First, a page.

This piece was recently on exhibit at the Montreal Museum of Fine Arts, as part of the exhibit “From Van Gogh to Kandinsky.” I was struck by how thoroughly modern and contemporary this image feels – it could have been painted yesterday, but was in fact created in 1910 by Ernest Ludwig Kirchner. The curator of the exhibit suggested that the figure is daydreaming, but the notion that comes to my mind in looking at this piece is the notion of boredom. Boredom is a word that comes into its own, with something approximating its present meaning, in the 1840’s. It is a thoroughly modern concept and reality. This painting got me thinking and reading about boredom.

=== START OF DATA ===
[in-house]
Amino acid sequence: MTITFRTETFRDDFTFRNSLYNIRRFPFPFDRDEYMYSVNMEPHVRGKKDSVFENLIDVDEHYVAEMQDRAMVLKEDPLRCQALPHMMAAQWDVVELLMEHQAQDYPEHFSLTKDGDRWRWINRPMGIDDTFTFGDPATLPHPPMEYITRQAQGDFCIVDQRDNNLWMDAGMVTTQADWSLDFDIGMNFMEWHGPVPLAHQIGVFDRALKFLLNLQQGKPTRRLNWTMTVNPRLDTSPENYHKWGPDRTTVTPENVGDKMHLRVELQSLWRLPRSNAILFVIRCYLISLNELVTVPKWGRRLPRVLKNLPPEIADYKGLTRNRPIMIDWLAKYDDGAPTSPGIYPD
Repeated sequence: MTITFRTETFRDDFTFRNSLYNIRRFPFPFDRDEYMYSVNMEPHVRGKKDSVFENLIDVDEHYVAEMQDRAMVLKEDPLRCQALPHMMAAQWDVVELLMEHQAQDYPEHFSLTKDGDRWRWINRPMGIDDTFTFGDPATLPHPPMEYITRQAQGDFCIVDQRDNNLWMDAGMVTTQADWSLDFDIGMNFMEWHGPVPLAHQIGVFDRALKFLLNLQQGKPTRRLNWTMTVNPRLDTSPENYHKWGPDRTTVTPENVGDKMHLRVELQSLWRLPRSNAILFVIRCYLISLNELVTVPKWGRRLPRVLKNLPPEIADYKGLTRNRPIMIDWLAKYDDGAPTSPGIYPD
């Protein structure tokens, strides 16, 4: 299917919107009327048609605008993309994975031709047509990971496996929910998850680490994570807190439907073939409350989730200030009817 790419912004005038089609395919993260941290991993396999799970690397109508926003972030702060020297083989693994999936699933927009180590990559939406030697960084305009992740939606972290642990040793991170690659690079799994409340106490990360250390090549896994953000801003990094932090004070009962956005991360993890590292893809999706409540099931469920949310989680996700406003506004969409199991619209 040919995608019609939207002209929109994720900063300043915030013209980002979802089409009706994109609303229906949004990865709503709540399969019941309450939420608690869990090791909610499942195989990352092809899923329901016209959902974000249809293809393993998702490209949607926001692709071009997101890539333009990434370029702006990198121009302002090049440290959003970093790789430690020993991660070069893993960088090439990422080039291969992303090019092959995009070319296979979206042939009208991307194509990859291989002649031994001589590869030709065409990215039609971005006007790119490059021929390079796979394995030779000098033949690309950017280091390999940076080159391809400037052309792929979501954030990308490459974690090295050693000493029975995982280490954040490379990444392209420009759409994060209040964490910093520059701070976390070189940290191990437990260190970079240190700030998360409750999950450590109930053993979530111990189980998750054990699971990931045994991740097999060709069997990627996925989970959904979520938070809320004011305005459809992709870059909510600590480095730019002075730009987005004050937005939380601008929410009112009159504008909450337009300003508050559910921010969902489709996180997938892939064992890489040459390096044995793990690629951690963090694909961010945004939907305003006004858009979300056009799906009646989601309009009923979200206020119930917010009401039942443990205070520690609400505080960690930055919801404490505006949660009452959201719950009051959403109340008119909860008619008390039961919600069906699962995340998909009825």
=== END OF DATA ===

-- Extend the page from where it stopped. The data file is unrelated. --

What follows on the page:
Does boredom express a deeply modern despondency about the lack of meaning in the universe? What is there left to do, after all, when the end result is and will be sheer emptiness and meaninglessness?
Is boredom an expression of the frenetic pace of our particularly modern lives, where we have lost the capacity to sit still for even a moment; in which we have lost the ability to live without distraction and entertainment and titillation?
Are you bored yet?
Would the figure in this painting be any less bored, or any less a representative of our boredom, if she had a smartphone in her hand? Or would that, perhaps, make her the perfect emblem of our boredom? Is our only answer to boredom, more boredom? Continue reading